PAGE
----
The unappreciated virtues of a blue-collar practice
24 Sep 2021 - Simon Palmer and Dr Nauv Kashyap - Buyer: Buying

Over the years, Practice Sale Search has noticed a distinct difference in the levels of interest that buyers have in different socio-economic areas.

If there were two dental practices for sale with identical figures - one in a blue-collar area and another in a white-collar area - there would be more buyers interested in the practice in the higher socio-economic area.

Why is this? 

If the revenue and profit figures of the practice are the same, why do dentists care?

There are many (often ill-founded) reasons that buyers give for this difference in preference. Let's look at these reasons one by one and give the counter argument:

1. Lower socio-economic areas will equal lower fees charged per procedure which means that you need to do greater volume to reach the same place financially.

Dental fees are generally set by the competition present in the area, not the socio-economic status. We've seen practices in lower S-E areas with no competition charging close to $400 for a check-up, clean and X-rays. Conversely, there are practices in higher S-E areas with significant competition, charging $99 for the same treatment.   

2. Lower socio-economic areas equal a lower chance of treatment plan acceptance.

There are three arguments against this statement:

  1. There is generally a greater need for more comprehensive treatment plans in lower socio-economic areas, giving dentists greater opportunity for work.
  2. The main deciding factor for patients to take up a treatment plan is the communication skills of the clinician that presents the treatment plan, rather than the socio economics of the area. 
  3. Patients in lower socio-economic areas will often accept payment plans much more readily than those in higher S-E areas. Again, this will come down to the skill with which the payment plans are introduced and presented to the patient in the practice.

3. Discretionary spending on services in lower socio-economic areas is more vulnerable if there is economic downturn.

While this may make sense at first glance, anecdotally, what actually happens during an economic downturn seems to be somewhat different.

One of the authors of this article (Dr Nauv Kashyap) has noted that his practices in lower S-E areas experienced more stability and growth than those in higher S-E areas in the face of the GFC and during periods of maximum uncertainty regarding the economic impacts of COVID. Anecdotally, we have heard this counterintuitive consumer behaviour repeated in practices across the country.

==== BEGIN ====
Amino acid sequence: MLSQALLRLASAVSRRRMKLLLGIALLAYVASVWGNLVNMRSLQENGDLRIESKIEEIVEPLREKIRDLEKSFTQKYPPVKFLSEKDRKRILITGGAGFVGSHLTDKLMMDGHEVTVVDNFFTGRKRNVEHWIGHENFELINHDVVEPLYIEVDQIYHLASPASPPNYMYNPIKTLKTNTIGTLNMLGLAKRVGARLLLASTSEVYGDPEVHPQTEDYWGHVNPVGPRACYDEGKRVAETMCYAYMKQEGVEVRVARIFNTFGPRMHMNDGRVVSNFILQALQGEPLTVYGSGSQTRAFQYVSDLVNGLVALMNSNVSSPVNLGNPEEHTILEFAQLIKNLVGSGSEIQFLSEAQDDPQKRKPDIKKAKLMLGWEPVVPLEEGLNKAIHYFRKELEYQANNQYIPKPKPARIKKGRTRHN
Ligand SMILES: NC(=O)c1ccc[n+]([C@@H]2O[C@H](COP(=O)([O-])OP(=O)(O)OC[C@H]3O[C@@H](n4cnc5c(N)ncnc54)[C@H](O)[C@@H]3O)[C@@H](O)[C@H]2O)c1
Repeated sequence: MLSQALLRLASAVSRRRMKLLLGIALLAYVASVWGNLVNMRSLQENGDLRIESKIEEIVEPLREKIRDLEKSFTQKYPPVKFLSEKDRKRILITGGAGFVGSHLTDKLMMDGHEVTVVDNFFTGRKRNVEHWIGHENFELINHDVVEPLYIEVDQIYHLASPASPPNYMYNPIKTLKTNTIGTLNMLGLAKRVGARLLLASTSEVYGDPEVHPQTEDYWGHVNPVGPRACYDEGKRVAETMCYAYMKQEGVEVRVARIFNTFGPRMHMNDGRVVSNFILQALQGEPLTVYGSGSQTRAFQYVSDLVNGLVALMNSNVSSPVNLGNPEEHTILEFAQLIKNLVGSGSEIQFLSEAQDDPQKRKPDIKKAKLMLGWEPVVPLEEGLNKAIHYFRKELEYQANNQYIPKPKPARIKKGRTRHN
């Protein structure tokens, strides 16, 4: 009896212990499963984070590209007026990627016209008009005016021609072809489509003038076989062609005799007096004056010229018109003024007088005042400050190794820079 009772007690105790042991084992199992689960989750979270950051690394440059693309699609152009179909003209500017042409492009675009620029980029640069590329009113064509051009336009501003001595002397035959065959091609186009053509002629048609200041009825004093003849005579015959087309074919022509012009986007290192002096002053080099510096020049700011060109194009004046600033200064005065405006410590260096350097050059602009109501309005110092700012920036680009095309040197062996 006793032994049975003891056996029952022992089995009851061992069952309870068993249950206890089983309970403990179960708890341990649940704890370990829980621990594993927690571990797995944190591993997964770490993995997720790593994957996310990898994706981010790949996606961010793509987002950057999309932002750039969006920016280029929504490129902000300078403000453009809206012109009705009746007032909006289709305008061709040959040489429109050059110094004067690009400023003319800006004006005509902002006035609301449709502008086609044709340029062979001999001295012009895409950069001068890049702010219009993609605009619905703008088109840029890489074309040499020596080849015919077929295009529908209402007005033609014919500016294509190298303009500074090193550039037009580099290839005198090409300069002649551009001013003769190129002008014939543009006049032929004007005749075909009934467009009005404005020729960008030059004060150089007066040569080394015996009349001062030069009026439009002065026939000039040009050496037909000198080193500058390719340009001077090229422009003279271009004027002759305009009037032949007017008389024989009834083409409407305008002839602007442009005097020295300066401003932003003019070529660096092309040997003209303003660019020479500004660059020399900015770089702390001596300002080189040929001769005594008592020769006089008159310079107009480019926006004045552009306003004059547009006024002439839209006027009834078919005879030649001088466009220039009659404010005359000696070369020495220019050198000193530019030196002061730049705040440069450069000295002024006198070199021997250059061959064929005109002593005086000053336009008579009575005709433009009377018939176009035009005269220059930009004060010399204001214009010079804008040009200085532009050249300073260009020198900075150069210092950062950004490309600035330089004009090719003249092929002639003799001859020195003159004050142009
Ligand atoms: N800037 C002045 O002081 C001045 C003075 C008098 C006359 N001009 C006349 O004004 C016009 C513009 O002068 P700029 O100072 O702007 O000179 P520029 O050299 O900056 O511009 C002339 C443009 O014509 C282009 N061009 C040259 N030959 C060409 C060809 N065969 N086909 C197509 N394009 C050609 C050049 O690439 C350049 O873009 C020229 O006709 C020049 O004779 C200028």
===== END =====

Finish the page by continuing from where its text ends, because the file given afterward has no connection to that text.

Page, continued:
Why is this?

There are several possible explanations for this consumer behaviour:

  • Spending habits in higher S-E areas scare easier because people who live there often have larger amounts of debt (residential prices in their areas being much higher, cars, other investments) and are thus more fearful about economic downturn, thereby curbing their spending more readily when times look tough.
  • The government has dental programs for the most vulnerable in the form of CBDS, Vet affairs and hospital vouchers, which practices in lower S-E areas are the beneficiaries of. These are unaffected by economic downturn and act as a reliable backstop during periods of economic hardship


4. Owning a practice in a lower socio-economic area means that most dentists will want to live further away from where they practice. Living further away from a practice means:

  1. more time commuting and 
  2. less community engagement, as the practice owner does not live in, or form part of, the practice's community, and this will limit their success. 
  • Where dentists want to live often has more to do with their ethnic background, proximity to the beach/lifestyle, family and schools than socioeconomics. Sometimes these do coincide with higher socio-economic areas, but certainly not always.
  • EVEN IF the owner doesn't want to live in the area, the practice's community engagement does not need to be limited to where the principal lives. Community engagement with the practice, rather than the practice owner, should be the goal. The practice can have community ties through where its staff lives and through its engagement with the community, by sponsoring sporting teams, volunteering the dentist's time to speak about oral health at the local school, etc. 


There are many reasons given by buyers for why practices for sale in lower S-E areas experience lower demand, but these reasons are usually ill founded. Buyers willing to look deeper at the underlying virtues of these practices will find businesses that are stable and under-appreciated and are thus less contested when they come on the market. This, in turn, should mean that a buyer willing to look past the common objections above have an easier pathway to successful ownership.

For more articles about buying a dental practice, click here:

- What buyers miss

- PSS on Dental Head Start 

- Should you buy or set up from scratch?

- A buyer's guide to site inspections

- Kissing frogs